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Is Alcohol a “Buzzkill” in Your Life?

April is Alcohol Awareness Month, and its goal is to educate the public and increase awareness around alcohol use while reducing stigma and promoting recovery. This is a good time to become more aware of the role alcohol plays in your life and the lives of those you care about.

Have you ever wondered if alcohol is a problem for you? Have you ever tried to stop or cut down on drinking and found it difficult? Have you ever started drinking and had a hard time stopping even though you told yourself you would “only have a few?”

It’s not always easy to tell when your alcohol consumption crosses the line from social or moderate to problem drinking, especially because alcohol use is so common and socially acceptable in most of the U.S. and Canada. Over 70 percent of U.S. adults and 75 percent of Canadians age 15 and over reported drinking alcohol at least once in the last year. With these numbers, it’s likely that almost everyone you know also drinks, and that some of these same people consume as much or more alcohol than you do. It’s tempting to conclude that your level of alcohol use can’t be a problem if it’s less than those around you, but that may not be the case.

A quick and simple four question assessment called the CAGE questionnaire can help you assess if you might have a drinking problem. It’s important to answer all four questions and answer them truthfully. Your results aren’t a diagnosis (only a licensed professional can do that), but are intended to create awareness about your alcohol use.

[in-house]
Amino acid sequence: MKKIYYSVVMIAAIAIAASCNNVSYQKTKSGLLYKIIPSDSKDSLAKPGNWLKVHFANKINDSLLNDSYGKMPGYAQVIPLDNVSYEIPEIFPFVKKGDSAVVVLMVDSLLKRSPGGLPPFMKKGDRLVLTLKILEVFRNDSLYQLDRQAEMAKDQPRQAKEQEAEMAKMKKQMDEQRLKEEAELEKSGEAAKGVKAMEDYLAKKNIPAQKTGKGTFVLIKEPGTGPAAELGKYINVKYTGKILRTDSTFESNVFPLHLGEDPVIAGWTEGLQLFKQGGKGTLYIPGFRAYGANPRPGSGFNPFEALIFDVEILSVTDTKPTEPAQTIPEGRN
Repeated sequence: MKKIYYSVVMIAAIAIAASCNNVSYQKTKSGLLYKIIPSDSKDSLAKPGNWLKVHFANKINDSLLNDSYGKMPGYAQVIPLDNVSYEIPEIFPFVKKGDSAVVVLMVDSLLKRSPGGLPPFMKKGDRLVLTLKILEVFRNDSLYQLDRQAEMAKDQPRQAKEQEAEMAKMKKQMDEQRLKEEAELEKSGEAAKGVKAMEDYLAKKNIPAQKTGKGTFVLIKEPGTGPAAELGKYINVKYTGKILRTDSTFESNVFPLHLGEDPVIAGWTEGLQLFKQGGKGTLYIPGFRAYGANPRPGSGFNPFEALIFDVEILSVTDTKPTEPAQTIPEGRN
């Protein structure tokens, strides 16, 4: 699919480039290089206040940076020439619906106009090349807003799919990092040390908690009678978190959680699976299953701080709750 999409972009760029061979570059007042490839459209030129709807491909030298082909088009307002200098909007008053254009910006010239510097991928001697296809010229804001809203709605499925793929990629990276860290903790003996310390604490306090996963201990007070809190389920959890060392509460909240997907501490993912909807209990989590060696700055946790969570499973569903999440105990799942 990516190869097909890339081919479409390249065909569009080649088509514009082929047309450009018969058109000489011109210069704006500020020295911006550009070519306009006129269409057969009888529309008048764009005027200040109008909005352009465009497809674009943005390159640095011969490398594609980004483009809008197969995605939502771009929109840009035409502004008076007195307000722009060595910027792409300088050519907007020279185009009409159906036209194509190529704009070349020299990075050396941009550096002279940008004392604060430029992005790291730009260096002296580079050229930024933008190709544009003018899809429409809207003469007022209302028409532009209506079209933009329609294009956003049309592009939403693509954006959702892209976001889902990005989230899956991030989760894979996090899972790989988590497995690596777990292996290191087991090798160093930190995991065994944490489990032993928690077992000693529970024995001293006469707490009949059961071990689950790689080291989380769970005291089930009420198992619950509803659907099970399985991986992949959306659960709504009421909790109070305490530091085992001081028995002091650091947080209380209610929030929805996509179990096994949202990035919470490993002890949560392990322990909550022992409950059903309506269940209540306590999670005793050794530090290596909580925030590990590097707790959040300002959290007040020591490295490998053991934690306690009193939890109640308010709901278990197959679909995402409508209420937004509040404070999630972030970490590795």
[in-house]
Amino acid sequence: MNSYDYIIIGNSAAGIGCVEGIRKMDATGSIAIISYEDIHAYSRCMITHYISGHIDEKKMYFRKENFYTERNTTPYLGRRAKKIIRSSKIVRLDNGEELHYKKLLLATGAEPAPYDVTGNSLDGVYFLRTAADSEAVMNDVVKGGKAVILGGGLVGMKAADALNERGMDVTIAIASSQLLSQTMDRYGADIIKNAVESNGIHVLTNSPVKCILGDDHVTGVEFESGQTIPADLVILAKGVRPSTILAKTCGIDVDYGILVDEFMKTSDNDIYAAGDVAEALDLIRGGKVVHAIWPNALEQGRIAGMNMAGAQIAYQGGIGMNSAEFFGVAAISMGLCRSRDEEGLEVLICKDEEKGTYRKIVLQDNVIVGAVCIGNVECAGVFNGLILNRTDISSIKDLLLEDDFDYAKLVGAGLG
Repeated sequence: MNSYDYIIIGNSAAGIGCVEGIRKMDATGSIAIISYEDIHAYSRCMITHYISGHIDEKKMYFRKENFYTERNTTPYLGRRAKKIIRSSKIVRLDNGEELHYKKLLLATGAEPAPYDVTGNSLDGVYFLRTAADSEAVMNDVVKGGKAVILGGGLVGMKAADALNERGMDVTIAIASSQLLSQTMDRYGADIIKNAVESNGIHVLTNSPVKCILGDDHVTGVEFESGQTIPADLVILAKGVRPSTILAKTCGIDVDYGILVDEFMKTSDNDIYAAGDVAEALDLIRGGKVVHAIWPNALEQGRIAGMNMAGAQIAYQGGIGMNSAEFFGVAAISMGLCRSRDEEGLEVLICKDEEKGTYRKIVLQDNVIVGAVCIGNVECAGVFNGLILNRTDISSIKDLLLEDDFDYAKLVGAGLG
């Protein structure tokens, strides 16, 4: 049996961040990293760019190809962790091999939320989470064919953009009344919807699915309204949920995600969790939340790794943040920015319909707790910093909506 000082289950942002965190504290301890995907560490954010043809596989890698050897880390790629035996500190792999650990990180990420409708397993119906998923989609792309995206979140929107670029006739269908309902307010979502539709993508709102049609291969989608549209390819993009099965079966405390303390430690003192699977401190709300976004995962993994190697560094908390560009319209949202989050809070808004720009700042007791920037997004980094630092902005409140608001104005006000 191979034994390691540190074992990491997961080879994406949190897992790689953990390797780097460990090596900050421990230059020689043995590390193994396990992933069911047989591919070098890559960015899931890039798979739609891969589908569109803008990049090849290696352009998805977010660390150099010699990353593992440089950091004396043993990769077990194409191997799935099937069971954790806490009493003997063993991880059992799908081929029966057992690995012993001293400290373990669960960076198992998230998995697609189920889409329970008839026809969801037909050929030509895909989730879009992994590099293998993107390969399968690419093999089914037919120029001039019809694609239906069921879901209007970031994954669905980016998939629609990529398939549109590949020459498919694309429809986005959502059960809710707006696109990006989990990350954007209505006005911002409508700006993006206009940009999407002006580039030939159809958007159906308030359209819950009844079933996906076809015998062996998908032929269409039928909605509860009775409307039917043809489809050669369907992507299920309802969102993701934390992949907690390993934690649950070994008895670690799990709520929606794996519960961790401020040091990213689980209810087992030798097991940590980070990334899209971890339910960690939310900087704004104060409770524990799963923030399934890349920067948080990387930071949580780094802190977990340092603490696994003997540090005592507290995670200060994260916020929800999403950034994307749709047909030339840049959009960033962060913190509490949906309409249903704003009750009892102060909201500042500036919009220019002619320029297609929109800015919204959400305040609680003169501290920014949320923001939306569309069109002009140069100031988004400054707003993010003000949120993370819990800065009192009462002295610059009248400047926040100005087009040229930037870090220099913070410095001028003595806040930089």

The CAGE acronym comes from the bold phrases in the questions below:

  1. Have you ever felt you needed to Cut down on your drinking?
  2. Have people Annoyed you by criticizing your drinking?
  3. Have you ever felt Guilty about drinking?
  4. Have you ever felt you needed a drink first thing in the morning (Eye-opener) to steady your nerves or get rid of a hangover?

Responses are scored 0 for “no” and 1 for “yes.” If you answered “yes” to two or more questions, it’s suggested that you speak with your doctor about additional assessment options and possible next steps.

While the CAGE questionnaire is only four very simple questions, it’s incredibly effective at revealing problem drinking. While some people manage and have control over their alcohol use, this can be very difficult for others.

Alcohol-Free Weekend

An important part of Alcohol Awareness Month is choosing an alcohol-free weekend during the month of April. The goal is to stop drinking from Friday through Monday, then gauge the effect of those alcohol-free days. For example, how did your body respond without alcohol for 72 hours? Did you experience any physical effects, such as sweating, headaches or trouble sleeping?

Some people may find that trying to go 72 hours without alcohol is much more difficult than they expected. If it’s difficult to manage 72 hours without drinking or if you’re unable to make it through the three days without picking up a drink, that struggle could signal a dependence on alcohol that should be more closely examined.

Alcohol is a powerful and highly addictive drug. Some people become physically and psychologically dependent on alcohol and are unable to stop using it without help. If you found an alcohol free-weekend tough to complete, then talk with your doctor. Other ways to get help include talking with a mental health professional or seeking help from a support group like Alcoholics Anonymous or a similar self-help group.

Growth and change often means extending outside our comfort zone and pushing ourselves. The idea of getting help may seem scary, stressful and overwhelming. However, the benefits of making this decision will pay off in the long run.

Additional Resources

SAMHSA’s National Helpline at 1-800-662-HELP (4357) is a free, confidential, 24/7/365, treatment referral and information service (in English and Spanish) for people facing mental and substance use disorders.

Behavioral Health Treatment Services Locator is a confidential and anonymous source of information on available treatment facilities in the U.S. and U.S. territories.

[Jamie Becker is the LHSFNA’s Director of Health Promotion.]

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